Coronavirus pandemic has created a rather different way of doing things. The world is getting used to a different life with people remembering to follow the social distancing and sanitation norms around the world. The food industry is also limping back to normal by adapting to the set up. It often comes to the mind that how safe are takeaways and supermarket deliveries? How risky are these options in the present times is what we need to know.

Many local restaurants have reinvented themselves as takeaways. Evidence does not suggest that COVID-19 can be spread via food or food packaging. Well, the risk is minimal if the food is freshly prepared and hygienically packed.

Malaysian Food

Restaurants are doing only takeaways and there are some that are open for drive-through purchases. Pizzas and burgers can be enjoyed but only as takeaways or home deliveries by partner players like Zomato.

On one hand where restaurants are resorting to takeaways, they are also leading to long traffic queues.

In other countries, Deliveroo and Just Eat have issued guidance on how their riders can stay safe and make food deliveries without touching restaurant packaging.

Another question that arises is that should you eat with your hand from a takeaway delivery package. Ideally, you should not. The contents of the pack must be emptied into a clean dish, dispose of the packaging and wash hands thoroughly before you start eating.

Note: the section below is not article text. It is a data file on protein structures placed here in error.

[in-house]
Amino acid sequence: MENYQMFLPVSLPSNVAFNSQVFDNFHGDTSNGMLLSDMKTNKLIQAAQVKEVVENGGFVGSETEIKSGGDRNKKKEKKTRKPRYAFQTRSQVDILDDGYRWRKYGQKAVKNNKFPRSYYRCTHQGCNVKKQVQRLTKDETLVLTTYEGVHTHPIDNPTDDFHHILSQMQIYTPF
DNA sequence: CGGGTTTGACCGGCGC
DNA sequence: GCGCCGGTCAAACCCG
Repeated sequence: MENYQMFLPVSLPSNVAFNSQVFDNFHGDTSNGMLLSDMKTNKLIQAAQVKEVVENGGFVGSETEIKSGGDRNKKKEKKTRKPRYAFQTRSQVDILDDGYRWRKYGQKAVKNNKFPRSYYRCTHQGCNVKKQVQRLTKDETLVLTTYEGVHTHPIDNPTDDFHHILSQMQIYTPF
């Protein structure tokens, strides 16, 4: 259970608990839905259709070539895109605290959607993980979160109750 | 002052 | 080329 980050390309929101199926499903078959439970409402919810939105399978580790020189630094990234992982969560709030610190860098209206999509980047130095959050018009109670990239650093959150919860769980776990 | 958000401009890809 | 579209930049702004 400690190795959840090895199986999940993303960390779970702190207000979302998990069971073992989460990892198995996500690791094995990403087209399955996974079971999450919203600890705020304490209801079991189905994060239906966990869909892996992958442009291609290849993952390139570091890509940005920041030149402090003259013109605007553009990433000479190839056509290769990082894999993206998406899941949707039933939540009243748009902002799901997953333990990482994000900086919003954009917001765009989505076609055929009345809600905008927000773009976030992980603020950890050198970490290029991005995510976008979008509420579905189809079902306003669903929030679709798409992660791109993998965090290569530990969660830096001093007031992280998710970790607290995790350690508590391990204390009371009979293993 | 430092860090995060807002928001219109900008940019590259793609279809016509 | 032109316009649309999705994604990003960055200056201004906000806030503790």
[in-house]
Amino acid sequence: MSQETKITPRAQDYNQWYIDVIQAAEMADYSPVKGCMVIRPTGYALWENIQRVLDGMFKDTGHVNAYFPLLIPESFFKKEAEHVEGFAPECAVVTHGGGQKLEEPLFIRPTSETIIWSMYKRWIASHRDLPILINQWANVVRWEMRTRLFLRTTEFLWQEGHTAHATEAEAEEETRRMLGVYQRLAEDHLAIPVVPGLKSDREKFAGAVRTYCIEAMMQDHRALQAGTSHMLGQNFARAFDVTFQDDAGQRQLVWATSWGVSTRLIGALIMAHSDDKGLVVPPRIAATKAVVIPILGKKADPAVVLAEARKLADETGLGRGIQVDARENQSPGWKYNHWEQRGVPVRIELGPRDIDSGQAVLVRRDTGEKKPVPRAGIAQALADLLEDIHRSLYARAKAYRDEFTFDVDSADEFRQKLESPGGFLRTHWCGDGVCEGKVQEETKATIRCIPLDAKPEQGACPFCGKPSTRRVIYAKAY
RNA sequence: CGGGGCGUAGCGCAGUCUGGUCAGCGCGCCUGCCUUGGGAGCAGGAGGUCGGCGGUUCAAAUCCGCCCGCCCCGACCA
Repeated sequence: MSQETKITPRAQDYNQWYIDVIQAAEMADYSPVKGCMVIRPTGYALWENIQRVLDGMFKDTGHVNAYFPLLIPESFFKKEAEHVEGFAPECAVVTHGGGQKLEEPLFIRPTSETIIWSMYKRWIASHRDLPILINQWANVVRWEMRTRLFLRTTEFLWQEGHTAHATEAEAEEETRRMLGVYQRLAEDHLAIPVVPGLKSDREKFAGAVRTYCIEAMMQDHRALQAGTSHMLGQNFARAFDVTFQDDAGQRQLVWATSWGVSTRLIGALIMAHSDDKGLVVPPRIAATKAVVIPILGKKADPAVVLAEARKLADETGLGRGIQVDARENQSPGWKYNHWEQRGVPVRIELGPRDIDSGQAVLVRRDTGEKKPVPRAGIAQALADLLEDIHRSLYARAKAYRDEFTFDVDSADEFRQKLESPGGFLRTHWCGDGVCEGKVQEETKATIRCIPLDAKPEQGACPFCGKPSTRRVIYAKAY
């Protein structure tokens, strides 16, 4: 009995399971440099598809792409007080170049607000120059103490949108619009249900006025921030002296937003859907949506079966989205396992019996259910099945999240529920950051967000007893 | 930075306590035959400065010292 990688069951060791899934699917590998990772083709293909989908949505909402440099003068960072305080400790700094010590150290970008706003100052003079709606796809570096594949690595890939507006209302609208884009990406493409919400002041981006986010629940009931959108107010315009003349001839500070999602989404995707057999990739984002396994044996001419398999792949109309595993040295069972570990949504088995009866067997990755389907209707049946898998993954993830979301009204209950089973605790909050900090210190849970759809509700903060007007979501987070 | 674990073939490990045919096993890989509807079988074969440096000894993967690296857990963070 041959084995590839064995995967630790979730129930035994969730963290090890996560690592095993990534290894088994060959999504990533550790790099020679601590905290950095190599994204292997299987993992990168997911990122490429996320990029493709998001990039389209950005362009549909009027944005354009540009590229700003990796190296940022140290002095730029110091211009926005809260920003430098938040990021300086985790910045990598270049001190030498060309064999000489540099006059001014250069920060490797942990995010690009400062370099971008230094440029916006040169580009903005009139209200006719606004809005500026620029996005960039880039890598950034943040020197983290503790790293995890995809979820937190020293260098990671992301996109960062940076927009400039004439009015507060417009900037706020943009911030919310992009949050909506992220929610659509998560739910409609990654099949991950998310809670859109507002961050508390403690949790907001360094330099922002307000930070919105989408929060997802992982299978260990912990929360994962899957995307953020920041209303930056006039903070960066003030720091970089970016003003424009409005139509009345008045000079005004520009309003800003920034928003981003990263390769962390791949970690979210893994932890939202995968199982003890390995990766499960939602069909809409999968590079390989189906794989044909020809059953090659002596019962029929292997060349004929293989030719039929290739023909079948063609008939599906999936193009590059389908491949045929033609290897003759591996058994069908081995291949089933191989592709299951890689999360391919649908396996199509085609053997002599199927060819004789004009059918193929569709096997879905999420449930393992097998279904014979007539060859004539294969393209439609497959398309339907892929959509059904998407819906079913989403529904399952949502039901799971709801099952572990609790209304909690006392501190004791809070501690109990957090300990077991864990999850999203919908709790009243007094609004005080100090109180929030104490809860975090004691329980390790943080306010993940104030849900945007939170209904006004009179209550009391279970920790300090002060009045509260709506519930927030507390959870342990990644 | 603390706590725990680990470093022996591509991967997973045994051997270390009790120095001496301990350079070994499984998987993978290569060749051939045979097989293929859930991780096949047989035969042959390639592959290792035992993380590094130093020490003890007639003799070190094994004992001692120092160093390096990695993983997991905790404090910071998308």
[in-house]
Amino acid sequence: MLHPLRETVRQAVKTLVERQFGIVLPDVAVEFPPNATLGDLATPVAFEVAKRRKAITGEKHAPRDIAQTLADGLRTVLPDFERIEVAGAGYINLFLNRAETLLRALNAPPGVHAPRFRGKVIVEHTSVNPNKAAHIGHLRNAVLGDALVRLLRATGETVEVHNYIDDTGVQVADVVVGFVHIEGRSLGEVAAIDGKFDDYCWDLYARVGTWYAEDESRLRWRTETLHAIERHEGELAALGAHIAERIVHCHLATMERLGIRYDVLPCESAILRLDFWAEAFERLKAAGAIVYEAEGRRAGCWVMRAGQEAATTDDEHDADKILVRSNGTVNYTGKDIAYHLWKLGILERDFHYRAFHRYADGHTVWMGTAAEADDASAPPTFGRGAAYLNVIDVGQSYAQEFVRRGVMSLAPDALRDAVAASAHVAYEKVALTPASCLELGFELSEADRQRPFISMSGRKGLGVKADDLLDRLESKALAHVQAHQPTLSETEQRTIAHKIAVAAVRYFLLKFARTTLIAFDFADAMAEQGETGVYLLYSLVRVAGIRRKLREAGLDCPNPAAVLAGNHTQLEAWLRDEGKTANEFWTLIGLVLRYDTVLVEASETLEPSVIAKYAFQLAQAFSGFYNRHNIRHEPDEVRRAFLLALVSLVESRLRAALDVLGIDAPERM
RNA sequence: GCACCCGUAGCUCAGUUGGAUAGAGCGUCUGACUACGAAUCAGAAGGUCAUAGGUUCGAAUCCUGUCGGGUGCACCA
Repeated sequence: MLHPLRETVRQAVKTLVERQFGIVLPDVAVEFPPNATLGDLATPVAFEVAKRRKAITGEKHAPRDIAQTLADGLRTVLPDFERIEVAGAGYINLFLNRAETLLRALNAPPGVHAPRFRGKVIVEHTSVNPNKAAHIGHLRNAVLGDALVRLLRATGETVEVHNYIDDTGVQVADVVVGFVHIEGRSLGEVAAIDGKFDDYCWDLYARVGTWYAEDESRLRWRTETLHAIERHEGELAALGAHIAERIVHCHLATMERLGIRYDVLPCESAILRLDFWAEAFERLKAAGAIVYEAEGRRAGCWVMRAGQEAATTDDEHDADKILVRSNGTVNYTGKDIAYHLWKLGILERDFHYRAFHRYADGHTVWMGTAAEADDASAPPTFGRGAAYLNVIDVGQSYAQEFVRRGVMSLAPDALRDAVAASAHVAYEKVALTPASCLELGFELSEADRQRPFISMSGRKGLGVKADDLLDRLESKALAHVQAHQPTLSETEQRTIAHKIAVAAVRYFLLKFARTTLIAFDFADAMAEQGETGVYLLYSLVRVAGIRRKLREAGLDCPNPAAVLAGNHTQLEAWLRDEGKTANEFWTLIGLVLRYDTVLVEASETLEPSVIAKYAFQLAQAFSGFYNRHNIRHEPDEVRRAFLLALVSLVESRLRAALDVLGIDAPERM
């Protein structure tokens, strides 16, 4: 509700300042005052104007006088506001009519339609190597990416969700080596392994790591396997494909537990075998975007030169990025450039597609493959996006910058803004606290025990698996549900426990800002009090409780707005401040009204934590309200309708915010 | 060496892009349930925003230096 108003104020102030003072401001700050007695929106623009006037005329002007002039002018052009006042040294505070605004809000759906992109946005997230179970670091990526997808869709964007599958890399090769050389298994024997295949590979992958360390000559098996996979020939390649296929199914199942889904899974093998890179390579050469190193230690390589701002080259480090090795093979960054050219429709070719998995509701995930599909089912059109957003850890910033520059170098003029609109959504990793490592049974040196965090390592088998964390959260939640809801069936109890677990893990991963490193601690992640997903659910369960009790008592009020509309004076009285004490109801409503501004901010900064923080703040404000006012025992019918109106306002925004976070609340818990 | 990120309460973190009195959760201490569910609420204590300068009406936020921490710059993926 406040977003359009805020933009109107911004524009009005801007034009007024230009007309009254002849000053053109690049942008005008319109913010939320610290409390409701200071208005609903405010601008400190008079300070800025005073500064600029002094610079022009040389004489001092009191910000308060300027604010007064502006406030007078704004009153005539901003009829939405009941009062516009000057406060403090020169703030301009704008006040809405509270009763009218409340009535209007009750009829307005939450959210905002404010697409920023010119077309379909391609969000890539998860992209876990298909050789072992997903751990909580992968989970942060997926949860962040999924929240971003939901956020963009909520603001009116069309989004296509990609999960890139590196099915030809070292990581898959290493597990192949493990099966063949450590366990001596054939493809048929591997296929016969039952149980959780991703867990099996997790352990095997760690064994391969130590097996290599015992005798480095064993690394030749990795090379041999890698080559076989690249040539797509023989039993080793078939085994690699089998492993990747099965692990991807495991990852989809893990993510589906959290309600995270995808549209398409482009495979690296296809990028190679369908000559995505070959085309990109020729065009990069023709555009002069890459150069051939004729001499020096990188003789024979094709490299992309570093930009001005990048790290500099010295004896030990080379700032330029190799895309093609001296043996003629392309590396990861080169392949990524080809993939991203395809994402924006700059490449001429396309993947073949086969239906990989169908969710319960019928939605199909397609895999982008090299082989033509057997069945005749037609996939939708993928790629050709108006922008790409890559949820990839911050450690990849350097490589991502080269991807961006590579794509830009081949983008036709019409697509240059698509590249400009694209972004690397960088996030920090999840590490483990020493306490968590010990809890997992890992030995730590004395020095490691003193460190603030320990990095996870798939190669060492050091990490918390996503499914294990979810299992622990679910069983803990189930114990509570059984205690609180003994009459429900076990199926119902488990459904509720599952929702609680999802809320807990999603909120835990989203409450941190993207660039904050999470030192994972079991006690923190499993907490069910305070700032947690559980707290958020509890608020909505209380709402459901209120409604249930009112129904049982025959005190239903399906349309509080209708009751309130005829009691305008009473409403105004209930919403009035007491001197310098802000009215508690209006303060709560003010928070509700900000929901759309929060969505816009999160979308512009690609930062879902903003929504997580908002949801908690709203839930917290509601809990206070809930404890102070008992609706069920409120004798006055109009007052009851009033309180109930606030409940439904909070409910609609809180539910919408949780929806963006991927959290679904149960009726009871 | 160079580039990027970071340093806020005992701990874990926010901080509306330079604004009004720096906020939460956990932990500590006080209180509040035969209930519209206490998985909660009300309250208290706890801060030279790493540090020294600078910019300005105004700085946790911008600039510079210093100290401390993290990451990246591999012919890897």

Prof Sally Bloomfield, of the London School of Hygiene and Tropical Medicine says, "Take food out of a container with a spoon and eat it with a knife and fork - not your fingers."

Seeing the present scenario, it is better to order freshly cooked food, rather than cold or raw items. For the most cautious and vulnerable though, careful preparation and cooking may be reassuring. Prof Bloomfield adds that in order to be doubly sure, you can pop in the food into a microwave for a couple of minutes.

Home delivery vs supermarket trip

Home delivery is better than a supermarket visit because that way you will avoid other shoppers as coronavirus spreads through contaminated surfaces.

About food purchased from the supermarket, Prof Bloomfield says, "For contained or packaged goods, either store them for 72 hours before using them - or spray and wipe plastic or glass containers with bleach. For unwrapped fresh goods, which could have been handled by anyone - wash thoroughly under running water and leave to dry."

If you still visit the supermarket

Coronavirus spreads when an infected person coughs small droplets, packed with the virus, into the air. These can cause an infection if they are breathed in, or potentially if you touch a surface they have landed on.

So going shopping and mixing with other people does carry a risk. That is why social distancing has to be maintained. Keep at least 2m (about 6ft) distance from others.

Wash your hands regularly and do not touch your face with your hands. Wear a mask at all times and do not touch surfaces unnecessarily and if you do; sanitize your hands.